How Do You Secure Your Race Number?

It's tough to get it exactly where you want it, and forgetting your safety pins can spell disaster.

By: Dave McGillivray, for Runner's World

Ever look really closely at a race photo with lots of runners in it and notice their bib numbers? How many of them have their numbers pinned on neat and straight and in the exact proper place?

I’ve been racing for more than 50 years and probably have run in more than 1,000 events, yet pinning my bib number on my running singlet is still a challenge. Whether I try to pin the number on my singlet while it’s on my body or while it’s laid out on a table or car seat, I can never seem to get it straight and exactly where I want it. I have to take it off and start all over again. It’s a wonder I haven’t missed the starting gun of lots and lots of road races while messing around with my bib number!

And, then there is always the chance you’ll forget some or all of your safety pins. Then what? Have you ever run a race with your bib number in your hand or tucked into your shorts?

Then there’s the matter of where to place the pins—in the pre-punched holes, or through the number itself for extra snugness? What about the tear-offs on the bib—do you leave those on or rip them off? (I guess it depends on what the tear-offs are for—you’d want to leave them on to claim your gear bag or to get food or a free beer at the finish line.) Do you fill out the emergency medical info on the back of your bibs? (You should!)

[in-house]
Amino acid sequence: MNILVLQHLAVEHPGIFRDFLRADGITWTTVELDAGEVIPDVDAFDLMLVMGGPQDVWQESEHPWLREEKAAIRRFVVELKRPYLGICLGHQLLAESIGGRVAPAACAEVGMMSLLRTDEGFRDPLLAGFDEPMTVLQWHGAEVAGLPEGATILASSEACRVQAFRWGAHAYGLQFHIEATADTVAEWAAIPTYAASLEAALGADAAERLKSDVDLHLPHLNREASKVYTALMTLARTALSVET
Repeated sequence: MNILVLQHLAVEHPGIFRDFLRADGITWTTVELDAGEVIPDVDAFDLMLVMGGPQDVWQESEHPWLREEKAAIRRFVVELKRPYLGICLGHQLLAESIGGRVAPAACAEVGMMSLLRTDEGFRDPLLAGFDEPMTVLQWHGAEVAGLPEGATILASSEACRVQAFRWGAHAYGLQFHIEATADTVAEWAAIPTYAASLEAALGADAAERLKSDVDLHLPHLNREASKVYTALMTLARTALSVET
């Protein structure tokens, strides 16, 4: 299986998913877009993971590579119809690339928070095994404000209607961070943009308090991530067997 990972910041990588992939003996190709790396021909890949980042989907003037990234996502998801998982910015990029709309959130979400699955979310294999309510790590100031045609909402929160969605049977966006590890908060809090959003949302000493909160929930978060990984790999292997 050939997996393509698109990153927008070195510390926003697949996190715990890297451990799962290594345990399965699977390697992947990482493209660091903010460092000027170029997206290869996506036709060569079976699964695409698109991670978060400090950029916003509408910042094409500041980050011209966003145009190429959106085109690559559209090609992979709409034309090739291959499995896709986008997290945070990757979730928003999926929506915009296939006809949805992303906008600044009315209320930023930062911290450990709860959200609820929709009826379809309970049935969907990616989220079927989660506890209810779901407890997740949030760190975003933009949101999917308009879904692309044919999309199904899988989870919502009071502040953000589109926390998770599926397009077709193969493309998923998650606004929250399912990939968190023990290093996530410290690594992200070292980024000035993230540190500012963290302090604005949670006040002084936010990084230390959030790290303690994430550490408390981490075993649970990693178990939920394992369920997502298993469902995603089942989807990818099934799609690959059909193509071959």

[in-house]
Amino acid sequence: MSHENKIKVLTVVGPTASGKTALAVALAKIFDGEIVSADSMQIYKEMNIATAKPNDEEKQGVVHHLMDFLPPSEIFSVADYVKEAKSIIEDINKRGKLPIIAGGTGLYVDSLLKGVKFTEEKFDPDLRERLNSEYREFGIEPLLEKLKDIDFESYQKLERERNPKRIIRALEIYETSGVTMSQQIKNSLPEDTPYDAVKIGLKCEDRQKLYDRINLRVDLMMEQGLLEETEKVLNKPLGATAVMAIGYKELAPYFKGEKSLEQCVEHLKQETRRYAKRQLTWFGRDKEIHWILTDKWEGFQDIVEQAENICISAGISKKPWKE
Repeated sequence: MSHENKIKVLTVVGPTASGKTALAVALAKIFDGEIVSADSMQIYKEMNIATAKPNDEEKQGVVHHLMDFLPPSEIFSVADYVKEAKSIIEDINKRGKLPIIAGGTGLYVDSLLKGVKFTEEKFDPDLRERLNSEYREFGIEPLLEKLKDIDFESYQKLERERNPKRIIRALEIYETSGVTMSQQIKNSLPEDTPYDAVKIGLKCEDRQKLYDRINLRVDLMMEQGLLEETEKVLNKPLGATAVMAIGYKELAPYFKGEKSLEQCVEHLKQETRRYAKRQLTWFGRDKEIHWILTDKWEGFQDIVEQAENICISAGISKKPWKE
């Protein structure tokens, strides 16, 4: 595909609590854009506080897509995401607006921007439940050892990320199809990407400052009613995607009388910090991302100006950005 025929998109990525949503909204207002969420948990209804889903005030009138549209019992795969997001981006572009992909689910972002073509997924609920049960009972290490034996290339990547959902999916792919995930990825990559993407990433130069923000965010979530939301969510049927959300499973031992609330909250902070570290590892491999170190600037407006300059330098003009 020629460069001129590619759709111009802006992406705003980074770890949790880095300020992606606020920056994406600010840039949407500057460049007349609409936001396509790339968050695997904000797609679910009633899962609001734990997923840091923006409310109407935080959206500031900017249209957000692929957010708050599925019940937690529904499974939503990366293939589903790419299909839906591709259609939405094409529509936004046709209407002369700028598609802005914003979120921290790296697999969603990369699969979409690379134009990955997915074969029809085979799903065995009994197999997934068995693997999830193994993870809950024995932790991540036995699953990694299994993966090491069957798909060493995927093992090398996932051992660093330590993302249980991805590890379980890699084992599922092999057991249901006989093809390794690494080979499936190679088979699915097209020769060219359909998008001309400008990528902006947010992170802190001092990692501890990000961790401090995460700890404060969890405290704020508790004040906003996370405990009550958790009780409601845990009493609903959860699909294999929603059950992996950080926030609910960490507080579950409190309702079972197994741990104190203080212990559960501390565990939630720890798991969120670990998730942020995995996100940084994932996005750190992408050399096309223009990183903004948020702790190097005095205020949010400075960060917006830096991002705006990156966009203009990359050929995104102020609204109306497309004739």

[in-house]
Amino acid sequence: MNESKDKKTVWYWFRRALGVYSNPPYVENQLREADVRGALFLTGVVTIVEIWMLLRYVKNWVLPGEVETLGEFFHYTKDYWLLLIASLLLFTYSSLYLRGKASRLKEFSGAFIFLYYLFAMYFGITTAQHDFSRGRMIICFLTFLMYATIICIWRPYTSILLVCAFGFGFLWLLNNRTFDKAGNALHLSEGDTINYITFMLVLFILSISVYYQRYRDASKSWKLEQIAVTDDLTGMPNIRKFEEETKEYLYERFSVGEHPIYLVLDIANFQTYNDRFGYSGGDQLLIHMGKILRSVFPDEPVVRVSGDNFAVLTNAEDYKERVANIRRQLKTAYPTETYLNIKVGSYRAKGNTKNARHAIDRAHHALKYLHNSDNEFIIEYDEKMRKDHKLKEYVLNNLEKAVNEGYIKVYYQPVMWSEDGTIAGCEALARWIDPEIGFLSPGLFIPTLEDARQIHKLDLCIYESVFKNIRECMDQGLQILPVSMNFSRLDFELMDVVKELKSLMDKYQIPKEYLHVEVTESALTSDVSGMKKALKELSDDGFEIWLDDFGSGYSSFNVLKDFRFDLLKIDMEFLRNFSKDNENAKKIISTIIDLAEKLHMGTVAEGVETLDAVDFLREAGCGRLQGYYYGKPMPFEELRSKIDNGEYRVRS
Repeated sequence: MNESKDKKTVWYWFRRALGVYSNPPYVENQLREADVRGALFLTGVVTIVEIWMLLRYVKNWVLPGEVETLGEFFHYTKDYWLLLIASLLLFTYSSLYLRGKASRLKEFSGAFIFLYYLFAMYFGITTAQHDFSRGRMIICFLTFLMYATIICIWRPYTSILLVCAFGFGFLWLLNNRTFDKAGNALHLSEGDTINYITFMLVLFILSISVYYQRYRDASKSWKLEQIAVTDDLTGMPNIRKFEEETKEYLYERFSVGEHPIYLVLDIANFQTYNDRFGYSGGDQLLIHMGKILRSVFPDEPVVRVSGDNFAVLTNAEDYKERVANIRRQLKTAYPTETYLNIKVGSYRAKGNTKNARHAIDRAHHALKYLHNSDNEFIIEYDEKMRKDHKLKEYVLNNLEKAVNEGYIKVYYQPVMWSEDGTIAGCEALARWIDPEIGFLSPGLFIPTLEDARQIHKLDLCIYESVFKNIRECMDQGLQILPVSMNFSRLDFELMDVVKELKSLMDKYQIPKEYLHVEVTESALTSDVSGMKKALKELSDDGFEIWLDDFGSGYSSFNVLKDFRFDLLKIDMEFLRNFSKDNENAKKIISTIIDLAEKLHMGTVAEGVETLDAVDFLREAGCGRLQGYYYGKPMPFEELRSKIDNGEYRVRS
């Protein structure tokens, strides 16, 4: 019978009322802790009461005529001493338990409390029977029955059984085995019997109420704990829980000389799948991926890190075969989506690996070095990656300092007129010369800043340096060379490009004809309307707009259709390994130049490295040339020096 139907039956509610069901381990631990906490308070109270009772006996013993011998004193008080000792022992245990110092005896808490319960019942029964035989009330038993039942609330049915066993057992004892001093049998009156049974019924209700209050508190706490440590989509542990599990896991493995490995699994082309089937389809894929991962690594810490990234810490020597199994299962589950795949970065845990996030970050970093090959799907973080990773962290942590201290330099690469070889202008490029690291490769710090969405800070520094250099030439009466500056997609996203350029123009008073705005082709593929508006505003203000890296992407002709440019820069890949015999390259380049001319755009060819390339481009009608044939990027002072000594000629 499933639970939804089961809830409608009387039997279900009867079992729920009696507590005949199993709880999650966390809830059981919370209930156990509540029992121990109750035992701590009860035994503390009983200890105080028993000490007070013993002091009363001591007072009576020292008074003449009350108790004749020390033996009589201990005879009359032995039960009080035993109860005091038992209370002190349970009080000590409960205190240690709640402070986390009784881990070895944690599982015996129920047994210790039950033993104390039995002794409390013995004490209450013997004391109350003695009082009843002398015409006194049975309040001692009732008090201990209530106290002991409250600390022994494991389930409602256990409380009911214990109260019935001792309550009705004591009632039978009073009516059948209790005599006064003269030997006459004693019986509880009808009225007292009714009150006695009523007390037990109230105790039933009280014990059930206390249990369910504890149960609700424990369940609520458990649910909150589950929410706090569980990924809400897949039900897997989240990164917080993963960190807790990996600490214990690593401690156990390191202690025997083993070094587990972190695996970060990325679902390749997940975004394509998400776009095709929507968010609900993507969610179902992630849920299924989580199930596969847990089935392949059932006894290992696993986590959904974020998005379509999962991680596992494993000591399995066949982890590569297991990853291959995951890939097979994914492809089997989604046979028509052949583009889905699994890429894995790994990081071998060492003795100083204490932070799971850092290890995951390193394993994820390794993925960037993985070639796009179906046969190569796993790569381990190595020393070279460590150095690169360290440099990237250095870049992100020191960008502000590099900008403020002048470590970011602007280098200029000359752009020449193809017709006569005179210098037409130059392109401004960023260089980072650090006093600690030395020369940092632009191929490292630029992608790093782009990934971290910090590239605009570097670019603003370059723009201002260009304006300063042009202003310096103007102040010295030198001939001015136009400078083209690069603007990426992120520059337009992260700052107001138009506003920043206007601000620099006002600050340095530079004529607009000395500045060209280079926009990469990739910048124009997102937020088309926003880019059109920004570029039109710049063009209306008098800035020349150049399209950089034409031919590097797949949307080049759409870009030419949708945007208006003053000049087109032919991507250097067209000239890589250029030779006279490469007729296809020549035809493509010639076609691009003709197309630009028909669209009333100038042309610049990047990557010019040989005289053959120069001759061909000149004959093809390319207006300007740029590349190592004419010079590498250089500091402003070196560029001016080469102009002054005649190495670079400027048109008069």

One thing I discovered while getting back into triathlons was the bib belt. I hadn’t used one before last year—I’m old-school—and I started doing so in all the triathlons I did. Then it dawned on me that I could use a belt in running races as well (duh).

It’s not perfect, but what I really like about it is that you don’t need safety pins, which saves the race director money and is environmentally friendly. Plus, if it’s a chilly day and you want the option to remove layers midrace, you can easily keep your number visible at all times.

Do you have any tips for ending bib-placement angst?

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Dave McGillivray is president of DMSE, Inc., and has been Race Director at the Boston Marathon since 2001.